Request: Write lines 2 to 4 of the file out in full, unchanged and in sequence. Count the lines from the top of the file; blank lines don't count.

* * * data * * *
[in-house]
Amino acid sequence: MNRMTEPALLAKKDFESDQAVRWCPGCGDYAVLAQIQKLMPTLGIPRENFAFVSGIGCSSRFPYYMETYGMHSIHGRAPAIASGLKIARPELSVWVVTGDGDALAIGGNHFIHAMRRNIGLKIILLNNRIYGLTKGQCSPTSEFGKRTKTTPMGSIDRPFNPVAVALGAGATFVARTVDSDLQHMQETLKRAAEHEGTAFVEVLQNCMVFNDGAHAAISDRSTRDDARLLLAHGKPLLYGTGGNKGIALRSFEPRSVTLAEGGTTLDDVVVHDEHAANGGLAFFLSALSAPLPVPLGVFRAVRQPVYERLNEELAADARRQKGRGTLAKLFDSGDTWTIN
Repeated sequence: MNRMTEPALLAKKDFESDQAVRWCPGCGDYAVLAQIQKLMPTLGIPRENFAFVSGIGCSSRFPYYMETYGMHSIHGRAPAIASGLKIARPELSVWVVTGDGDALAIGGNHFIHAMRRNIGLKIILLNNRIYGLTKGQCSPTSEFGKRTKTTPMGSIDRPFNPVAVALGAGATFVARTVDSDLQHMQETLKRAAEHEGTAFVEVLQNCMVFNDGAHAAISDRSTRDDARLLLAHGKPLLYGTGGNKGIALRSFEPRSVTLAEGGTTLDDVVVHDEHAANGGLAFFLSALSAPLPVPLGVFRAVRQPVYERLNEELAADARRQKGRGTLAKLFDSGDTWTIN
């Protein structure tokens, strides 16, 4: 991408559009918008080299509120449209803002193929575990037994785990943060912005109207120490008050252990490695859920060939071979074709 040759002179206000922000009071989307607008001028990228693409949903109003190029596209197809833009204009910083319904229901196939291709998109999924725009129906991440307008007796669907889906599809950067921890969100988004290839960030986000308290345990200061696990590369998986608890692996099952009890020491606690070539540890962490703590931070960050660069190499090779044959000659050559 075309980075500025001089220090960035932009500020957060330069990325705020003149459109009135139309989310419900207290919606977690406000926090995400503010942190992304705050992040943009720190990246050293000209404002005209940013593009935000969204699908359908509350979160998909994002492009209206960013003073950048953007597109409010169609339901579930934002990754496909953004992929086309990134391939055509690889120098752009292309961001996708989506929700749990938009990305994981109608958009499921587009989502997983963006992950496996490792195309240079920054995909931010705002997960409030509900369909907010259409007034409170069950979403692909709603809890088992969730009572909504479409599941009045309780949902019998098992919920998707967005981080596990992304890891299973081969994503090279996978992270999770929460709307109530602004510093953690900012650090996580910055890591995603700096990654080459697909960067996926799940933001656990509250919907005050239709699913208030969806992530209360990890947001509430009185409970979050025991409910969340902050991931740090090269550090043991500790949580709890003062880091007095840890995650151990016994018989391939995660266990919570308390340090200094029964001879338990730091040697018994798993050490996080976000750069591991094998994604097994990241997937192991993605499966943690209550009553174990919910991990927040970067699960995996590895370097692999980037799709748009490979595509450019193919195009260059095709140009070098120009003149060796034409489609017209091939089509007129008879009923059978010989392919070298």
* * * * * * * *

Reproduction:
Amino acid sequence: MNRMTEPALLAKKDFESDQAVRWCPGCGDYAVLAQIQKLMPTLGIPRENFAFVSGIGCSSRFPYYMETYGMHSIHGRAPAIASGLKIARPELSVWVVTGDGDALAIGGNHFIHAMRRNIGLKIILLNNRIYGLTKGQCSPTSEFGKRTKTTPMGSIDRPFNPVAVALGAGATFVARTVDSDLQHMQETLKRAAEHEGTAFVEVLQNCMVFNDGAHAAISDRSTRDDARLLLAHGKPLLYGTGGNKGIALRSFEPRSVTLAEGGTTLDDVVVHDEHAANGGLAFFLSALSAPLPVPLGVFRAVRQPVYERLNEELAADARRQKGRGTLAKLFDSGDTWTIN
Repeated sequence: MNRMTEPALLAKKDFESDQAVRWCPGCGDYAVLAQIQKLMPTLGIPRENFAFVSGIGCSSRFPYYMETYGMHSIHGRAPAIASGLKIARPELSVWVVTGDGDALAIGGNHFIHAMRRNIGLKIILLNNRIYGLTKGQCSPTSEFGKRTKTTPMGSIDRPFNPVAVALGAGATFVARTVDSDLQHMQETLKRAAEHEGTAFVEVLQNCMVFNDGAHAAISDRSTRDDARLLLAHGKPLLYGTGGNKGIALRSFEPRSVTLAEGGTTLDDVVVHDEHAANGGLAFFLSALSAPLPVPLGVFRAVRQPVYERLNEELAADARRQKGRGTLAKLFDSGDTWTIN
């Protein structure tokens, strides 16, 4: 991408559009918008080299509120449209803002193929575990037994785990943060912005109207120490008050252990490695859920060939071979074709 040759002179206000922000009071989307607008001028990228693409949903109003190029596209197809833009204009910083319904229901196939291709998109999924725009129906991440307008007796669907889906599809950067921890969100988004290839960030986000308290345990200061696990590369998986608890692996099952009890020491606690070539540890962490703590931070960050660069190499090779044959000659050559 075309980075500025001089220090960035932009500020957060330069990325705020003149459109009135139309989310419900207290919606977690406000926090995400503010942190992304705050992040943009720190990246050293000209404002005209940013593009935000969204699908359908509350979160998909994002492009209206960013003073950048953007597109409010169609339901579930934002990754496909953004992929086309990134391939055509690889120098752009292309961001996708989506929700749990938009990305994981109608958009499921587009989502997983963006992950496996490792195309240079920054995909931010705002997960409030509900369909907010259409007034409170069950979403692909709603809890088992969730009572909504479409599941009045309780949902019998098992919920998707967005981080596990992304890891299973081969994503090279996978992270999770929460709307109530602004510093953690900012650090996580910055890591995603700096990654080459697909960067996926799940933001656990509250919907005050239709699913208030969806992530209360990890947001509430009185409970979050025991409910969340902050991931740090090269550090043991500790949580709890003062880091007095840890995650151990016994018989391939995660266990919570308390340090200094029964001879338990730091040697018994798993050490996080976000750069591991094998994604097994990241997937192991993605499966943690209550009553174990919910991990927040970067699960995996590895370097692999980037799709748009490979595509450019193919195009260059095709140009070098120009003149060796034409489609017209091939089509007129008879009923059978010989392919070298």